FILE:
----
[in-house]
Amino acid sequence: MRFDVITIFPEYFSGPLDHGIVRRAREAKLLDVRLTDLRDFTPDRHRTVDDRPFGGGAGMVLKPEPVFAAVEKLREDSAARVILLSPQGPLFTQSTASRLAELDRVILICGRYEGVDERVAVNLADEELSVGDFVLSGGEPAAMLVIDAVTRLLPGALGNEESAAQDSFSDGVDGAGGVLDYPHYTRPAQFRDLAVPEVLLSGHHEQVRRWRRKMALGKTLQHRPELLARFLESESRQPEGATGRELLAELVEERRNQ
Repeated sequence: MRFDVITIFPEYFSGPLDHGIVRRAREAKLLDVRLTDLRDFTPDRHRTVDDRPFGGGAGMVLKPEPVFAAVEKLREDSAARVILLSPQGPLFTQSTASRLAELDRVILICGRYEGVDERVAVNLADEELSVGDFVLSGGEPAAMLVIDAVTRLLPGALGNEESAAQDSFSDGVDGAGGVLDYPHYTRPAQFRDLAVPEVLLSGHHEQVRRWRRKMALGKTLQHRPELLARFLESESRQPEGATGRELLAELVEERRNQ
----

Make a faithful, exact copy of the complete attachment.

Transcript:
[in-house]
Amino acid sequence: MRFDVITIFPEYFSGPLDHGIVRRAREAKLLDVRLTDLRDFTPDRHRTVDDRPFGGGAGMVLKPEPVFAAVEKLREDSAARVILLSPQGPLFTQSTASRLAELDRVILICGRYEGVDERVAVNLADEELSVGDFVLSGGEPAAMLVIDAVTRLLPGALGNEESAAQDSFSDGVDGAGGVLDYPHYTRPAQFRDLAVPEVLLSGHHEQVRRWRRKMALGKTLQHRPELLARFLESESRQPEGATGRELLAELVEERRNQ
Repeated sequence: MRFDVITIFPEYFSGPLDHGIVRRAREAKLLDVRLTDLRDFTPDRHRTVDDRPFGGGAGMVLKPEPVFAAVEKLREDSAARVILLSPQGPLFTQSTASRLAELDRVILICGRYEGVDERVAVNLADEELSVGDFVLSGGEPAAMLVIDAVTRLLPGALGNEESAAQDSFSDGVDGAGGVLDYPHYTRPAQFRDLAVPEVLLSGHHEQVRRWRRKMALGKTLQHRPELLARFLESESRQPEGATGRELLAELVEERRNQ